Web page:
By Hayes Knight – 11 April 2013

It is the season for annual fraud surveys. Sadly they never show the problem is going away. However not every organisation ends up taking action. We look at the implications.

Fraud is insidious and destructive on an organisation in many respects; finances, the human toll including the loss of trust, reputational damage etc. Frustratingly though, many organisations seem to think it is something that just applies to other organisations and couldn’t apply to them.

Every year there are surveys regarding fraud and it seems to be the season for them now. While surveys of such a topic are always challenging as regards accuracy of information and getting a complete picture; they are all consistent in showing that fraud continues to occur in NZ organisations. And in our view any fraud is too much!

While not the result of a survey our informal observations from our wide client base sadly also show that while commercial organisations are by no means immune from fraud that fraud instance is more prevalent in not-for-profit organisations. Generally this is a function of factors such as less focus on finances, weaker internal controls, and often a greater expectation of trust in NFPs compared to for-profit corporate organisations.

Another factor we commonly and frustratingly see is that when fraud is discovered many NFPs are not motivated to take Police action against the fraudster. Generally this is due to a misconception that their organisation will be adversely affected if other stakeholders, especially funders discover a fraud has occurred.

If you discover a fraud; you must take action.

Our advice with any instance of fraud against an organization is that the governing body must take an action against the fraudster. We realise that this can be difficult but unless the fraudster is pursued with Police action then there is no effective deterrent.

In our line of work we see too many instances of frauds perpetuated against worthy organizations. Sadly we have direct experience of a number of cases where the fraudster had been discovered committing a similar fraud against a previous organization. On discovery they had been required to repay the money and dismissed from the organization. However with no Police action being taken they were able to take on similar roles with subsequent organisations where they committed further frauds. The worst case we are aware of the fraudster had apparently been discovered by three former organisations before an action was taken and the Police involved. Tellingly, and perhaps unsurprisingly, the scale of their frauds grew in each instance. On reflection this is understandable as the fraudster had a chance to practice and perfect their skills.

To make this situation even worse we are aware of some fraudsters also receiving references from their previous employers as part of their “agreement” to pay the money back and leave. We have also heard of a subsequent victim entity taking legal action against a former employer for providing a reference and not informing them in reference checks.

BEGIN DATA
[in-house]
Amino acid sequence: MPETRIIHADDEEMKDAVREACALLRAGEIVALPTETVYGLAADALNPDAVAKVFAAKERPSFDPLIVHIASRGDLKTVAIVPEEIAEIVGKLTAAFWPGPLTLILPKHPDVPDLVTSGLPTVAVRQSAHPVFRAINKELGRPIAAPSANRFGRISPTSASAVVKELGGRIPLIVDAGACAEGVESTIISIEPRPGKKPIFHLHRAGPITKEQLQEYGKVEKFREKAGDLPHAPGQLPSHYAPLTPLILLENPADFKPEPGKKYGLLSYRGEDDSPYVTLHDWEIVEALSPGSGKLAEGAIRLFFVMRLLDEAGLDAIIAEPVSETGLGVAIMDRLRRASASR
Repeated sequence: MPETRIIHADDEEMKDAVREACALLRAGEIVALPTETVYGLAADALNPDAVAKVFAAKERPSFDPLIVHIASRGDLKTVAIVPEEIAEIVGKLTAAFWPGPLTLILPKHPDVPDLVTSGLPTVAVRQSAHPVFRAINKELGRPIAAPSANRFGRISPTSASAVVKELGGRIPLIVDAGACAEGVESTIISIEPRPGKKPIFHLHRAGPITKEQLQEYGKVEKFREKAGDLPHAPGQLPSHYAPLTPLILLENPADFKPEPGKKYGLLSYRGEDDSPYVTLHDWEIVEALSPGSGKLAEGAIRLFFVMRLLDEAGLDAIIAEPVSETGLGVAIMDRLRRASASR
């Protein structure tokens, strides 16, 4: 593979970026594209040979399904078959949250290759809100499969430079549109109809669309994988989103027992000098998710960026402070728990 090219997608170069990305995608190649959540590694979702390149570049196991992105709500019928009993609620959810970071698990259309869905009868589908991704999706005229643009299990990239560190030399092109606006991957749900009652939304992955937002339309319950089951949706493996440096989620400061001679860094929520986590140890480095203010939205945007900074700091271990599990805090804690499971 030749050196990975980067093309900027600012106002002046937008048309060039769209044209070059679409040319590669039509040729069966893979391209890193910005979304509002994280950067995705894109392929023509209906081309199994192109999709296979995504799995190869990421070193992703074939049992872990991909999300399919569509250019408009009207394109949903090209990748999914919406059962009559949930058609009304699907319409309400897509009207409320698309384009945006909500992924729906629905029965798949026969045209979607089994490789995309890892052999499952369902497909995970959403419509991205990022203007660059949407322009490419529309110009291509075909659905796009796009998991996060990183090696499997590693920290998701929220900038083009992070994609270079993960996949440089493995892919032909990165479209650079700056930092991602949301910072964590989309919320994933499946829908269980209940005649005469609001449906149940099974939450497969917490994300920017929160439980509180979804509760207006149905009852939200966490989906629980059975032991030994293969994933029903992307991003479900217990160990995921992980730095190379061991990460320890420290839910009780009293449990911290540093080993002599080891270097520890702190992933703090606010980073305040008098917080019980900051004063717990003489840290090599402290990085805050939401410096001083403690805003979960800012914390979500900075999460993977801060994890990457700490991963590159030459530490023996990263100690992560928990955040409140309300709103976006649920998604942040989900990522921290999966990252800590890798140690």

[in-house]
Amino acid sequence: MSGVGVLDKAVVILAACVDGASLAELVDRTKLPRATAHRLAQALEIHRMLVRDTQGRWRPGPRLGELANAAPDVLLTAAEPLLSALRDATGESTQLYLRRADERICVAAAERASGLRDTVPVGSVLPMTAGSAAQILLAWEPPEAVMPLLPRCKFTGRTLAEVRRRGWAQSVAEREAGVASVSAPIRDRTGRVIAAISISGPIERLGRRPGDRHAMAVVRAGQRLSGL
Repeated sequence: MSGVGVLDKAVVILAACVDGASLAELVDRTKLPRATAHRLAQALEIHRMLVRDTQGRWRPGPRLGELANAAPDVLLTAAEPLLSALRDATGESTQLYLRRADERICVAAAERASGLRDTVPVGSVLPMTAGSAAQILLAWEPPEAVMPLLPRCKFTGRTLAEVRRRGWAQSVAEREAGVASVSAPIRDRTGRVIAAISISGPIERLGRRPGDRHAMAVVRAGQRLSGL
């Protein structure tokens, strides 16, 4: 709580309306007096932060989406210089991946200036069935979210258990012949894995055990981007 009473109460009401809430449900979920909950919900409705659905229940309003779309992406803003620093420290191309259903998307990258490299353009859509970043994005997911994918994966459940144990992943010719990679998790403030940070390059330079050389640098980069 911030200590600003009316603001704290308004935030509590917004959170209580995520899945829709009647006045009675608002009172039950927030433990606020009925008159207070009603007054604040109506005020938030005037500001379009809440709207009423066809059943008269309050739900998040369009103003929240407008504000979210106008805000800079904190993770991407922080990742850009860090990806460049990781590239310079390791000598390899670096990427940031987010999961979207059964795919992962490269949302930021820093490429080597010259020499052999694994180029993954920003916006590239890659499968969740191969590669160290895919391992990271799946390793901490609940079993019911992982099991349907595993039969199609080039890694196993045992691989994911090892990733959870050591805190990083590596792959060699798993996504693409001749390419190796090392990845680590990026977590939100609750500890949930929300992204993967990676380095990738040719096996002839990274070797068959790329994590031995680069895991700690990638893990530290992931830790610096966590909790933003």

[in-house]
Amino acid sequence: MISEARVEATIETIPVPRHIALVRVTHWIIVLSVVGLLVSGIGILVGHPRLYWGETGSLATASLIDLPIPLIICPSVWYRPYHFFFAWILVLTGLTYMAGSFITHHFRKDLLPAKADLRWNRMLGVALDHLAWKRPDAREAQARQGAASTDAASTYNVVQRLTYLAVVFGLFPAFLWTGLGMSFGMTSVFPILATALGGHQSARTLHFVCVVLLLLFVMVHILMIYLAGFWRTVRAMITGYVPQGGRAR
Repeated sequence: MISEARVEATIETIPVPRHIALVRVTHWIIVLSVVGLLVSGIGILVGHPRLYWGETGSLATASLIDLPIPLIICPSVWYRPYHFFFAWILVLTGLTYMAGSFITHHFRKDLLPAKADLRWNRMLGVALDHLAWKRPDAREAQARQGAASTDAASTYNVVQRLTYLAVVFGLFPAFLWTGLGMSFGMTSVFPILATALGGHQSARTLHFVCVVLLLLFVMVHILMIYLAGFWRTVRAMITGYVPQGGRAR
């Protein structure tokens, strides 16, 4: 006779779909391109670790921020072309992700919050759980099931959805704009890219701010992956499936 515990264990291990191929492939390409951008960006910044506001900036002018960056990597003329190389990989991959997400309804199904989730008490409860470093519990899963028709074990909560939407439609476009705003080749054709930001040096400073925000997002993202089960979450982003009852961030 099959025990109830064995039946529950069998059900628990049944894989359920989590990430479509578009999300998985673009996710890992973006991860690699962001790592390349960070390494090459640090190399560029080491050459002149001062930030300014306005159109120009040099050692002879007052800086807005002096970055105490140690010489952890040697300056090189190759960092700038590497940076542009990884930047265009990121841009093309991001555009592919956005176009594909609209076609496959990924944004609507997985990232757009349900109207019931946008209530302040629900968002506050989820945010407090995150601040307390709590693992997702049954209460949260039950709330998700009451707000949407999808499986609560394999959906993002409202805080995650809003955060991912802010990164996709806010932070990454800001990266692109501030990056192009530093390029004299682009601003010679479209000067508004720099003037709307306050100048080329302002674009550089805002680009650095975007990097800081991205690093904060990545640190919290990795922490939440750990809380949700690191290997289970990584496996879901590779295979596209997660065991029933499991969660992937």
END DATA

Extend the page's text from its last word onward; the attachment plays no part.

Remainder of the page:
We fully recognize the concerns and nervousness of governing body members. Boards commonly are embarrassed that it could have happened to them and on their watch. However the reality of fraud is that there will always be a small percentage of the population motivated to commit fraud. No matter how good an organisation’s internal control systems are, a motivated fraudster is usually able to commit fraud via circumventing internal controls, abuse of trust, and sometimes collusion, at least for a period of time.

In addition, boards commonly cite reputational damage with funders as a reason to do all possible to suppress awareness of the fraud. However in our experience most funders are much more realistic about the occurrence of fraud. As such they are more concerned that an organization takes prompt and appropriate action. Taking action earns respect.

As regards the general public, our view is that the adverse PR risk of not taking action and this subsequently coming to light is much greater than the perceived negative impact potential of taking Police action and this becoming known.

The difficulty of taking an effective Police action is sometimes cited as a reason not to act. Sadly the Police also see examples of repeat offending due to no-one taking action. In our experience the Police, while busy, are very helpful. Especially when the fraud situation has been well investigated and detailed for them with appropriate supporting documentation.

A relatively low dollar level of proven fraud is also sometimes cited as a reason not to take a Police action. However we have concern with this from our active involvement in a number of fraud investigations. Fraud is often compared to an iceberg with only a small portion showing clearly above the water. The investigations team is often left with the uneasy feeling that they have only been able to prove part of the possible defalcation.

Hence in summary we strongly recommend that in any fraud discovery that the governing body takes the appropriate Police action to act as an effective deterrent to the fraudster, and others who may similarly be tempted.

While often painful in the short term taking action is the right thing to do and in the long run your organisation’s stakeholders will respect you more for this.